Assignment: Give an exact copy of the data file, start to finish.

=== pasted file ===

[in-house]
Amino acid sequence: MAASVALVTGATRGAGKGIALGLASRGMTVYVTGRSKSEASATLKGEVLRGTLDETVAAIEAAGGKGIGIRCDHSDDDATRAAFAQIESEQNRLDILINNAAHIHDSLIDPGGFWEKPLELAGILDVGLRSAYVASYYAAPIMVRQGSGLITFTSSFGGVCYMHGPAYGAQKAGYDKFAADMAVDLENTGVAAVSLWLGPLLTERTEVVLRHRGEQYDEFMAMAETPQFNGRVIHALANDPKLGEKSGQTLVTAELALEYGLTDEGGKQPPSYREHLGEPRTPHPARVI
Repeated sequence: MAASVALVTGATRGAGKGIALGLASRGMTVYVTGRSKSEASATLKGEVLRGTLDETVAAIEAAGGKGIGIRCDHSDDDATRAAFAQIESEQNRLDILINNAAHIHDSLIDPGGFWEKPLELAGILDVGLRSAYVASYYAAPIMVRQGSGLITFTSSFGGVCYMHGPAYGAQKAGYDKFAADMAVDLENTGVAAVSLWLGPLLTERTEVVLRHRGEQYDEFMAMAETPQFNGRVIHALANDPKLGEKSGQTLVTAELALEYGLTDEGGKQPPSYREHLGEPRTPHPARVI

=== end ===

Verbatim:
[in-house]
Amino acid sequence: MAASVALVTGATRGAGKGIALGLASRGMTVYVTGRSKSEASATLKGEVLRGTLDETVAAIEAAGGKGIGIRCDHSDDDATRAAFAQIESEQNRLDILINNAAHIHDSLIDPGGFWEKPLELAGILDVGLRSAYVASYYAAPIMVRQGSGLITFTSSFGGVCYMHGPAYGAQKAGYDKFAADMAVDLENTGVAAVSLWLGPLLTERTEVVLRHRGEQYDEFMAMAETPQFNGRVIHALANDPKLGEKSGQTLVTAELALEYGLTDEGGKQPPSYREHLGEPRTPHPARVI
Repeated sequence: MAASVALVTGATRGAGKGIALGLASRGMTVYVTGRSKSEASATLKGEVLRGTLDETVAAIEAAGGKGIGIRCDHSDDDATRAAFAQIESEQNRLDILINNAAHIHDSLIDPGGFWEKPLELAGILDVGLRSAYVASYYAAPIMVRQGSGLITFTSSFGGVCYMHGPAYGAQKAGYDKFAADMAVDLENTGVAAVSLWLGPLLTERTEVVLRHRGEQYDEFMAMAETPQFNGRVIHALANDPKLGEKSGQTLVTAELALEYGLTDEGGKQPPSYREHLGEPRTPHPARVI